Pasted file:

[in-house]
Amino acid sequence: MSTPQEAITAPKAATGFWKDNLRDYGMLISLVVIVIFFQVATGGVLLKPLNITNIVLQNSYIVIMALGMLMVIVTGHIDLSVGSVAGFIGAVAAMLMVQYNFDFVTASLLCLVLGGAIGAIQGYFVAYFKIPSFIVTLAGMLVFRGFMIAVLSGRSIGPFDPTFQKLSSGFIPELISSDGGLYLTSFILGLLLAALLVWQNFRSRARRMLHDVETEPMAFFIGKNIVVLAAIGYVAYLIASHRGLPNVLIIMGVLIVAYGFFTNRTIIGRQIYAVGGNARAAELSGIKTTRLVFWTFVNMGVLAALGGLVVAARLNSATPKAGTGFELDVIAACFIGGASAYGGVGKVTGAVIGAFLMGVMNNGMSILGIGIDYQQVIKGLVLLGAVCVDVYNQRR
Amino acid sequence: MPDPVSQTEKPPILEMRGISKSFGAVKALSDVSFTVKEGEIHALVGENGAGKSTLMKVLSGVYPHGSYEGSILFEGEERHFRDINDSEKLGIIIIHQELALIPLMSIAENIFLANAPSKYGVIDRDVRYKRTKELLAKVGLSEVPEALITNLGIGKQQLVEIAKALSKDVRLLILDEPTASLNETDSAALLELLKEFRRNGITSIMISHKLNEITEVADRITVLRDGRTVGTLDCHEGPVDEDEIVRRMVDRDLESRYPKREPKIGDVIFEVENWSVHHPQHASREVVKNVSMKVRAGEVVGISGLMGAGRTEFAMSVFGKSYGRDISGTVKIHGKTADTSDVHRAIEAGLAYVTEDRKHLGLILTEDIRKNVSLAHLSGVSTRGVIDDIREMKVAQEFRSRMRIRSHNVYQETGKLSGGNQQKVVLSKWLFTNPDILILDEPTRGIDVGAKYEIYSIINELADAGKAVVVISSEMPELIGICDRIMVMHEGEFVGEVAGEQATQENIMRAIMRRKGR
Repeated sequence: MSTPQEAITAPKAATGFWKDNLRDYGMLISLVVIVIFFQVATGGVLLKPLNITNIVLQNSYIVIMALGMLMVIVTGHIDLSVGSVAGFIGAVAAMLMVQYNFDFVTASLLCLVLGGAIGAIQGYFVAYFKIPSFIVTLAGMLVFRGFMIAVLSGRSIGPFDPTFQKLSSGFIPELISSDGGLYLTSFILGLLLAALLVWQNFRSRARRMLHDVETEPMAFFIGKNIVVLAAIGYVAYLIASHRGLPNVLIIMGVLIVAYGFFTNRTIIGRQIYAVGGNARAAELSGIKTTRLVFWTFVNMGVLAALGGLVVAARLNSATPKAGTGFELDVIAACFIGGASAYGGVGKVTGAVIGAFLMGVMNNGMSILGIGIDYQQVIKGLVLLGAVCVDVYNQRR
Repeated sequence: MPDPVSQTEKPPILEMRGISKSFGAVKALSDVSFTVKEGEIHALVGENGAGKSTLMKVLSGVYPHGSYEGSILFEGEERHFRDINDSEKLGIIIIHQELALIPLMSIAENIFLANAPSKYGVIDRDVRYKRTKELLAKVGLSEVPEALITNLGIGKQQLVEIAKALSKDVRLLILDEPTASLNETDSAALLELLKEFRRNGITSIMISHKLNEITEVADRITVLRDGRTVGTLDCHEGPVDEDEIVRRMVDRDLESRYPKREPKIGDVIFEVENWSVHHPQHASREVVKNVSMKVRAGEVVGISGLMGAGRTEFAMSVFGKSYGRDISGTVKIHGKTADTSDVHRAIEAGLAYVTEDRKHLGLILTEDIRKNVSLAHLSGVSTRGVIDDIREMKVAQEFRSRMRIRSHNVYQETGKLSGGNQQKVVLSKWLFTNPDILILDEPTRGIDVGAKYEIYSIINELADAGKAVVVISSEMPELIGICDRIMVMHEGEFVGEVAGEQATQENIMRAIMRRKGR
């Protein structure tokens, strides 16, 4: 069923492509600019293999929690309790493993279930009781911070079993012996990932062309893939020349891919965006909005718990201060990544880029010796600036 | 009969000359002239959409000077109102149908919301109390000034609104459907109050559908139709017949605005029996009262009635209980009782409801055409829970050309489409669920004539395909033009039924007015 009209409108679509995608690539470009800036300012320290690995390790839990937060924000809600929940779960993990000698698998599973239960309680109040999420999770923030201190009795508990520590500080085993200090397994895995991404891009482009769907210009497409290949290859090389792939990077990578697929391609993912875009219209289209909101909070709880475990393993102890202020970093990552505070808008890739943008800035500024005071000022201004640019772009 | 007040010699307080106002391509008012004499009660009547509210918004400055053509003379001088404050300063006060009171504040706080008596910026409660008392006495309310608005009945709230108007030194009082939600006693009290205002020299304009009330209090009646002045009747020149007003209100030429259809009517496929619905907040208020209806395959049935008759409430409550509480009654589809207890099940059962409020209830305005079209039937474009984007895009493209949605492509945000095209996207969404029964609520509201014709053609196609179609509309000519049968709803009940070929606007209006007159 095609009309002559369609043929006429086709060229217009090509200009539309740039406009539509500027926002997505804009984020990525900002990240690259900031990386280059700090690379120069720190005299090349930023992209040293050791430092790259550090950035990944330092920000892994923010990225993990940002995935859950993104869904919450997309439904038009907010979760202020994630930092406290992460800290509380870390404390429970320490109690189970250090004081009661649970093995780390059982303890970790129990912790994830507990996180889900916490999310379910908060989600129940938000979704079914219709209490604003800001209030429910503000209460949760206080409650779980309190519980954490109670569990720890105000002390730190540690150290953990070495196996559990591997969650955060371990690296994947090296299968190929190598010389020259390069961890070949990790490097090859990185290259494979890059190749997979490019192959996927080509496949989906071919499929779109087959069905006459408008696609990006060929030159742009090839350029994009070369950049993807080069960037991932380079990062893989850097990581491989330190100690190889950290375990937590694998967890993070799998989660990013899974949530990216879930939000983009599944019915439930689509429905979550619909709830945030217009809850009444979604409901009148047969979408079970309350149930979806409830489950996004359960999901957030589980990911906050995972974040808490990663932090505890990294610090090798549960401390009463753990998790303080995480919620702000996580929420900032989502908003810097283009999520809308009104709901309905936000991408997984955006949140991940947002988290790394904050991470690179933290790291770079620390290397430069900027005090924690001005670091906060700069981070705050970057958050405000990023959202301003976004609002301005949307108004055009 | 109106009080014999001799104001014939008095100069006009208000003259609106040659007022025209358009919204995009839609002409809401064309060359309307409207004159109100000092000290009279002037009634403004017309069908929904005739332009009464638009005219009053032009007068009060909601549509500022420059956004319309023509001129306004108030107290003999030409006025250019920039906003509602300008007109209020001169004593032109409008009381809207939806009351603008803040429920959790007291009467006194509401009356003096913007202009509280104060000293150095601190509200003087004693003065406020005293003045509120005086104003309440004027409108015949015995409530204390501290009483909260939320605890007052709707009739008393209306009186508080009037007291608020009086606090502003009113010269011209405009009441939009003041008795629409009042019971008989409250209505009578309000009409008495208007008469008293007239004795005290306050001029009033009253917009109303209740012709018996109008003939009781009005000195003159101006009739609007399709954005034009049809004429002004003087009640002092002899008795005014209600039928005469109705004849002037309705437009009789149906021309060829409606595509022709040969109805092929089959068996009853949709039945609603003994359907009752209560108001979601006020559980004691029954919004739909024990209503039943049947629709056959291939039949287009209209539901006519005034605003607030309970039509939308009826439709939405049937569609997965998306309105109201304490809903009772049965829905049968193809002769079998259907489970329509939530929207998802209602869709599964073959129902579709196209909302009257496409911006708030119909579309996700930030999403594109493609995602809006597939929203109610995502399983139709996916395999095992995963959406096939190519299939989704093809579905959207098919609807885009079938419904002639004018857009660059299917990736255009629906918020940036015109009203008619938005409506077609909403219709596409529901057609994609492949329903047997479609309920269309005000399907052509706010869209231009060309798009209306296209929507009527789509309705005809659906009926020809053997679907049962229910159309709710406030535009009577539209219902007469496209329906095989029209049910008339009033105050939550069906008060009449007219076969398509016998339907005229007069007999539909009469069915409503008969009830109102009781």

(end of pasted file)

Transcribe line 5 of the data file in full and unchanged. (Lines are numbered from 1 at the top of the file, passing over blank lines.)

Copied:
Repeated sequence: MPDPVSQTEKPPILEMRGISKSFGAVKALSDVSFTVKEGEIHALVGENGAGKSTLMKVLSGVYPHGSYEGSILFEGEERHFRDINDSEKLGIIIIHQELALIPLMSIAENIFLANAPSKYGVIDRDVRYKRTKELLAKVGLSEVPEALITNLGIGKQQLVEIAKALSKDVRLLILDEPTASLNETDSAALLELLKEFRRNGITSIMISHKLNEITEVADRITVLRDGRTVGTLDCHEGPVDEDEIVRRMVDRDLESRYPKREPKIGDVIFEVENWSVHHPQHASREVVKNVSMKVRAGEVVGISGLMGAGRTEFAMSVFGKSYGRDISGTVKIHGKTADTSDVHRAIEAGLAYVTEDRKHLGLILTEDIRKNVSLAHLSGVSTRGVIDDIREMKVAQEFRSRMRIRSHNVYQETGKLSGGNQQKVVLSKWLFTNPDILILDEPTRGIDVGAKYEIYSIINELADAGKAVVVISSEMPELIGICDRIMVMHEGEFVGEVAGEQATQENIMRAIMRRKGR